Molecular Devices

Synthetic Metagenomics: Converting Digital Information Back to Biology

April 2, 2013 - 10:30 AM PDT | 1:30 PM EDT | 17:30 GMT | 18:30 BST

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Presented by Sam Deutsch Ph.D.
Genomics Division of Lawrence Berkeley National, Laboratory and at the DOE Joint Genome Institute

Hear how Dr Deutsch is using synthetic biology methods to overcome the challenges of converting the vast amounts of sequencing data produced to biochemical molecules that can be functionally characterized.

The presentation will cover:

  • Their synthetic metagenomics pipeline
  • Examples of how DNA synthesis is coupled to high-throughput screening technologies such as QPix systems to answer biological questions
  • How his research team is moving this emerging field forward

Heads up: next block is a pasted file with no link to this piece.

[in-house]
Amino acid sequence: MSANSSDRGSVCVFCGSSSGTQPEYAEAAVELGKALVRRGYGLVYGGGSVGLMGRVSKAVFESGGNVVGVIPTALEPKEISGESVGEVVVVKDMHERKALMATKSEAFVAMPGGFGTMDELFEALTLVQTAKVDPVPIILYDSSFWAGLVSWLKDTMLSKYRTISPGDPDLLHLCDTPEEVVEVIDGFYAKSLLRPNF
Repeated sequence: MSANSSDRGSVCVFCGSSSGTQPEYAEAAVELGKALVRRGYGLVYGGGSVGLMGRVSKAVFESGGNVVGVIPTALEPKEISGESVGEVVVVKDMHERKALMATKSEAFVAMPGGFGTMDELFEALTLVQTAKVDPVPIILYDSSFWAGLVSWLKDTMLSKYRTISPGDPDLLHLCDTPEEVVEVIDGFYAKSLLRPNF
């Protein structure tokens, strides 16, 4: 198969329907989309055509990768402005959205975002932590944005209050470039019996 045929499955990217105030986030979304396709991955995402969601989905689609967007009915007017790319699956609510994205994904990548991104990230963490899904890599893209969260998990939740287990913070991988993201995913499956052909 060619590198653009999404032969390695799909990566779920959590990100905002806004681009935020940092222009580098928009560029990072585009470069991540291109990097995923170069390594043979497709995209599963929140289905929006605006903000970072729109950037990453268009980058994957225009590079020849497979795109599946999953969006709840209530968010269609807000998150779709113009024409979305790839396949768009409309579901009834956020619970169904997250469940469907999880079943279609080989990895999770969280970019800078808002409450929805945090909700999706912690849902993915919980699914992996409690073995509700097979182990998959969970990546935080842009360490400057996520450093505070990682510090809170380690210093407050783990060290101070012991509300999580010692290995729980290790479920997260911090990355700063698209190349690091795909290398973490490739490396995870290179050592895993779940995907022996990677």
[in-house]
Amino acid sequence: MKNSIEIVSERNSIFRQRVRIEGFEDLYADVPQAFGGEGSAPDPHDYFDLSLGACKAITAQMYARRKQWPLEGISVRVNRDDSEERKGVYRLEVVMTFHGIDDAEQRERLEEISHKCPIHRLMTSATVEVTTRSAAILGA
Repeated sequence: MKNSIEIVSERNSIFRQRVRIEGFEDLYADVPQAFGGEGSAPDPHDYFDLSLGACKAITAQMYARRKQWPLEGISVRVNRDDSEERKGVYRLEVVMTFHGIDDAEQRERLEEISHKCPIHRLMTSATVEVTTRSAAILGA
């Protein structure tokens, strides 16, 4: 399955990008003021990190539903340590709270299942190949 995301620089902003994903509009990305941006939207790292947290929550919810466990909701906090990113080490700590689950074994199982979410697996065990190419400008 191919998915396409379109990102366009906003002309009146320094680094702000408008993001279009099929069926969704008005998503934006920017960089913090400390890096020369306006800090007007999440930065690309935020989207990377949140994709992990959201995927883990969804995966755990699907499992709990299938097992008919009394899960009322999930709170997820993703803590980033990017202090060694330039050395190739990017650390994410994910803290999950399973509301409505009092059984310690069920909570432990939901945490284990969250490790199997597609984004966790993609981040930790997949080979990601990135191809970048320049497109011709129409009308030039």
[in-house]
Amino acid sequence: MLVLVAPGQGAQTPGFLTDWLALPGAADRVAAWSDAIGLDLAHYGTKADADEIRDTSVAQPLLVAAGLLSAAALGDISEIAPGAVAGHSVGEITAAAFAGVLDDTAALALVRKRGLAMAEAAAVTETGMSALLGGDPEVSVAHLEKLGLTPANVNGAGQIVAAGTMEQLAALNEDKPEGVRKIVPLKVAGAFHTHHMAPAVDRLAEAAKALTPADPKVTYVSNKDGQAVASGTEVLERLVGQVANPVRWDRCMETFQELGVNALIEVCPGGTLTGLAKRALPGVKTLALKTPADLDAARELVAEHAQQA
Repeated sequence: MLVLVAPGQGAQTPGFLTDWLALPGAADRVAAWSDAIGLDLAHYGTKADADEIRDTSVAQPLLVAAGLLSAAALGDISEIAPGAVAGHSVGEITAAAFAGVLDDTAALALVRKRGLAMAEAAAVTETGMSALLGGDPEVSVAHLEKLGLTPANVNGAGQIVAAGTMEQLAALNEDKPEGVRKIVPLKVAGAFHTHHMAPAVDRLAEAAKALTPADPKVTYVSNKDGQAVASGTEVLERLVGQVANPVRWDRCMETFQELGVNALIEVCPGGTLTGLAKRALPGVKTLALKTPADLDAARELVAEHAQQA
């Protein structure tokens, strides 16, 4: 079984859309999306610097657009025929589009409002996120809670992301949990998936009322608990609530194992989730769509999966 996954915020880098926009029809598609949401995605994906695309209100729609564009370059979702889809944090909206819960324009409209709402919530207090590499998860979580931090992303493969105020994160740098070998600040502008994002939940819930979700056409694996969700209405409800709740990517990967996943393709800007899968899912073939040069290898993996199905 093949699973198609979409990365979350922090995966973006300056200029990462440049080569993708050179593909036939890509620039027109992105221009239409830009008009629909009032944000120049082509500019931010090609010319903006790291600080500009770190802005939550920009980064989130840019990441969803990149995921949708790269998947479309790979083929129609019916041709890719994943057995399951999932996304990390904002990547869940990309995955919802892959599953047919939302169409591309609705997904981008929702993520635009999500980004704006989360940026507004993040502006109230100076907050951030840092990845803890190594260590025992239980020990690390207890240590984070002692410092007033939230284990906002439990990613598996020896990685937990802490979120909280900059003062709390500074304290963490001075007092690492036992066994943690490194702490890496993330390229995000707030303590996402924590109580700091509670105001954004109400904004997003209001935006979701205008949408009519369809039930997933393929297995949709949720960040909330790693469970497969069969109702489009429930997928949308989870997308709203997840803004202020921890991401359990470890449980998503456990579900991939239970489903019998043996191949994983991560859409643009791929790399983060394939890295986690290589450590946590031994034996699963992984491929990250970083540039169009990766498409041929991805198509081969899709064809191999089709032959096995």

Next-generation sequencing technologies have enabled single genomes as well as complex environmental samples (metagenomes) to be sequenced on a routine basis. Bioinformatics analysis of the resulting sequencing data reveals a continually expanding catalogue of predicted proteins (~ 30 million as of February 2013), which cover the full spectrum of known pathways and functional activities. These include large numbers of novel biocatalysts for potential application in energy and environmental technologies, and many other biological parts with potential uses both in basic research as well as applied biotechnology.

However, converting sequencing data retrieved from databases (digital information) into biochemical molecules that can be functionally characterized remains challenging and represents a major bottleneck for fully exploiting the vast amounts of genomics information currently being generated.

One way to overcome these limitations is through synthetic biology methods that allow genes and pathways to be synthesized in a template independent manner thereby converting digital information into biochemical molecules in a single step.

In this presentation I will cover (i) our synthetic metagenomics pipeline, (ii) examples of how we have coupled DNA synthesis to high-throughput screening technologies to answer biological questions, (iii) how we are moving this emerging field forward.